Published in: on May 29, 2007 at 8:45 am  Comments (2)  

CrossWay Love Day

Yesterday at CrossWay the message was “All You Need is Love.”  I really see this being the major theme for our church.  Josh and Diana, our worship leaders, did an excellent job of selecting very worshipful songs that set our hearts and minds on the love theme.  We transitioned into the message with a short video with the theme “All You Need is Love.”

People seemed to respond positively–at least from what I heard.  It’s a message that had been brewing for several weeks, so it was ripe, even though I wasn’t as ready as I should have been.  When preaching, I prefer to have the message so internalized that I’m freed from my notes, and I just wasn’t there yesterday. 

When the idea was introduced of having a church-wide Bible study to search the Scriptures for what it teaches about the Church, everyone seemed excited about that.  And I’m excited about their excitement!  Starting soon, we’ll launch into a study of several weeks to discover together who we are to be as a church, what we’re to be doing, and where we’re headed.  I’m pretty stoked about it.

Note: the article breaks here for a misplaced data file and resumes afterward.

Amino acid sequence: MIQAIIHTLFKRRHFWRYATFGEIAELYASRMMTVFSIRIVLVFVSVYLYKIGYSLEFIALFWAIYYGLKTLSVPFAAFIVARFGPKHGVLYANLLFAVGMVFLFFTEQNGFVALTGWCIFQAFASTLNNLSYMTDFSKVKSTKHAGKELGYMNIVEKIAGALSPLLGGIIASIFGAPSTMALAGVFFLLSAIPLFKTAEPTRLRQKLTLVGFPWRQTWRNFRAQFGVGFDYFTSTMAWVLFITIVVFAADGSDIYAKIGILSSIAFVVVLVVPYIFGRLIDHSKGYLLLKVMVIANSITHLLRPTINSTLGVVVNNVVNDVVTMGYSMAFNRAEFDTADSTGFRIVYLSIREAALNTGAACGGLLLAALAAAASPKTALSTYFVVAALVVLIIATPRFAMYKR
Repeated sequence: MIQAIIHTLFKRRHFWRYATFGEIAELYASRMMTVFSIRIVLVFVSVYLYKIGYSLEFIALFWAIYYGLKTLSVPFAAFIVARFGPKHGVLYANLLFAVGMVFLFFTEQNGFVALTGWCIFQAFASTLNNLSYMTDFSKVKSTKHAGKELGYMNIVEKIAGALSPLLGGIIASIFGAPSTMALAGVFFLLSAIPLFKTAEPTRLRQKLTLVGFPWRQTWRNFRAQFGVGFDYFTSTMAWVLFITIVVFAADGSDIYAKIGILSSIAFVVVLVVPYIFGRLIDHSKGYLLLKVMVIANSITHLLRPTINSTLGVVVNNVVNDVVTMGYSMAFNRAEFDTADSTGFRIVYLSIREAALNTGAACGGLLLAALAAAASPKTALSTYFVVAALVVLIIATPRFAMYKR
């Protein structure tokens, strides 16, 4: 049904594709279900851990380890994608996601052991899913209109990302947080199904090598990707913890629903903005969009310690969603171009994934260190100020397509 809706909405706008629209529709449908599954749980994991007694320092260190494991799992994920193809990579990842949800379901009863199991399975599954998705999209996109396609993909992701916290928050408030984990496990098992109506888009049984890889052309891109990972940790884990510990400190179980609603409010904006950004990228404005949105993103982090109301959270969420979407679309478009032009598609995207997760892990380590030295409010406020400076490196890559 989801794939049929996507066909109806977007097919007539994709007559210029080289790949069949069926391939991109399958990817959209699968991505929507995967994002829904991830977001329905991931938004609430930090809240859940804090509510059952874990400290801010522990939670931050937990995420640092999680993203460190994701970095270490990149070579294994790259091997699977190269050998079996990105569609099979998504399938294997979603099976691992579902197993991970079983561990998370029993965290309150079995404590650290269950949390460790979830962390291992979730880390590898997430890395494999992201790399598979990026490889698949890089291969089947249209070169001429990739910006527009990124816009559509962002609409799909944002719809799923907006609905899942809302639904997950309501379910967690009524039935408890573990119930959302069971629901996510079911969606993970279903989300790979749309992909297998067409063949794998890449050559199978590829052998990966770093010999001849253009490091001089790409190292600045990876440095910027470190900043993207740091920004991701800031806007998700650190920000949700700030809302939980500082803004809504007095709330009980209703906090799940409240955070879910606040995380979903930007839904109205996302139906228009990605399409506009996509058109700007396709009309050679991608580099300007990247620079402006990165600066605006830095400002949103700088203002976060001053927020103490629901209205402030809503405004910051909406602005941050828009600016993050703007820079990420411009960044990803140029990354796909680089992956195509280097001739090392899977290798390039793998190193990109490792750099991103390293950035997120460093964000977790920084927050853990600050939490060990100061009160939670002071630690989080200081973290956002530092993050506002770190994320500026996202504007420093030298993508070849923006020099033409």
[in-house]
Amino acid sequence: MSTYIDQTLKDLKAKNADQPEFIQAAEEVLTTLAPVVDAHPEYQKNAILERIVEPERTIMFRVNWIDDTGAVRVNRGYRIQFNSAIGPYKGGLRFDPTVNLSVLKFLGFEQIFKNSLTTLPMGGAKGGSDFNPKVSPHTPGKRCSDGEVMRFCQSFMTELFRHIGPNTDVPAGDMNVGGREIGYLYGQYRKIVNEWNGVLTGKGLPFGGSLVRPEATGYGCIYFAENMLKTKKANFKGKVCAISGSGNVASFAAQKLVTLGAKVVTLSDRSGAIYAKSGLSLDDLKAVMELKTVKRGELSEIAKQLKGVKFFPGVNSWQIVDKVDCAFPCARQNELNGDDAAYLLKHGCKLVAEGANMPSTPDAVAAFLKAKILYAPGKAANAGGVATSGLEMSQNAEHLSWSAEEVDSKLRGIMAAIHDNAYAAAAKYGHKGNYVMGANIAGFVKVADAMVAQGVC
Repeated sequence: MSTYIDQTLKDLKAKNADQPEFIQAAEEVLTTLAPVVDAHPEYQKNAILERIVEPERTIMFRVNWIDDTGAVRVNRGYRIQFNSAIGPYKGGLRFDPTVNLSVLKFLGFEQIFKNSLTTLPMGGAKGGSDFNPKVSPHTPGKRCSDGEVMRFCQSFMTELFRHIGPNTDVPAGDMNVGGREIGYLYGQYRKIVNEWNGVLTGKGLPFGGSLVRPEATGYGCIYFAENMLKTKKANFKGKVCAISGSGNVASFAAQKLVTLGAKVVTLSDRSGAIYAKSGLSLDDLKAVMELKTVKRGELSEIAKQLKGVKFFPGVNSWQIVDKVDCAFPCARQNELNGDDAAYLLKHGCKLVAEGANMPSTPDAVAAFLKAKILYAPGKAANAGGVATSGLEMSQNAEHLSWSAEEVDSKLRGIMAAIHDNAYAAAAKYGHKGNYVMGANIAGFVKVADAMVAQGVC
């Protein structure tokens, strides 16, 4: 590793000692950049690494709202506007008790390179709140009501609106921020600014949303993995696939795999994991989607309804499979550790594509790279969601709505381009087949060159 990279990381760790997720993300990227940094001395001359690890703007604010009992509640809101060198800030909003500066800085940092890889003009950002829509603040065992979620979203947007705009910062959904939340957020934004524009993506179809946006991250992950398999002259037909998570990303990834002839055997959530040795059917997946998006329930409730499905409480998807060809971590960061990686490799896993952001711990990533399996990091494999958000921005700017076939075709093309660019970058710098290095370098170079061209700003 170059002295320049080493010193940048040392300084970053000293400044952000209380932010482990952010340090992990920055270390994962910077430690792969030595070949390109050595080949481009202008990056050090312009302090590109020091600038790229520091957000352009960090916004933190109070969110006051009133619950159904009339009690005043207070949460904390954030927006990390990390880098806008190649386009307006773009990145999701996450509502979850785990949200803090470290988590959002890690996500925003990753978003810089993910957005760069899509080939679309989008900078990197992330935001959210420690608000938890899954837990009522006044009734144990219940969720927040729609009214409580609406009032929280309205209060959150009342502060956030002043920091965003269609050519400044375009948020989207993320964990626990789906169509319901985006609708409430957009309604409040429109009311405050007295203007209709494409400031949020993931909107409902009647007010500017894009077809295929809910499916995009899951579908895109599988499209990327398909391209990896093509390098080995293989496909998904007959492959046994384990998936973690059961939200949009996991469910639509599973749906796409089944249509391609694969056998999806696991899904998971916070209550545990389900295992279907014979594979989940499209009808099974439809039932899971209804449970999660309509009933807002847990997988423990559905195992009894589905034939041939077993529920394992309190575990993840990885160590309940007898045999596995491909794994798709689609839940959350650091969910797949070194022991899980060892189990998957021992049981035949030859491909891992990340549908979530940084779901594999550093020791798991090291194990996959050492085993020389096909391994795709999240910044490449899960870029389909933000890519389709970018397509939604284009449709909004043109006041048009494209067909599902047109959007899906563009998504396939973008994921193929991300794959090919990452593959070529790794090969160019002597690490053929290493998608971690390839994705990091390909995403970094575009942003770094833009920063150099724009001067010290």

By the way, yesterday was my first attempt at making an audio recording of the message, and I think it actually worked!  As soon as possible, it will be available for download.  I think our website, complete with podcasting, might be up and running much soon than I’d anticipated.  More info about that coming soon.

Published in: on May 28, 2007 at 10:10 am  Leave a Comment  

All You Need Is Love…Again

Tomorrow at CrossWay I’ll be sharing the message on love that was originally planned for May 6th.  This is going to be such an important theme in the church, so I’m excited about kicking it off tomorrow! 

Published in: on May 26, 2007 at 8:13 am  Leave a Comment  

The Latest at CrossWay

At CrossWay Church, we’re now working on the next two steps: designing a logo and creating a website.  I’m meeting with a graphic designer week after next, and I’ve already met with a website guy.  The website dude makes some really good, high-quality stuff, but I don’t think we can afford him at this point.  Too bad, because it kind of puts us in a bind: having a website is essential, but even worse than not having a website is having a hokey one. 

Any thoughts?

I’m toying with the idea of creating a new church blog as a temporary website.  That way we’d have something decent and functional, and when we grow to the point of being able to afford a professional, we’ll already have a domain and can simply switch the hosting and all that.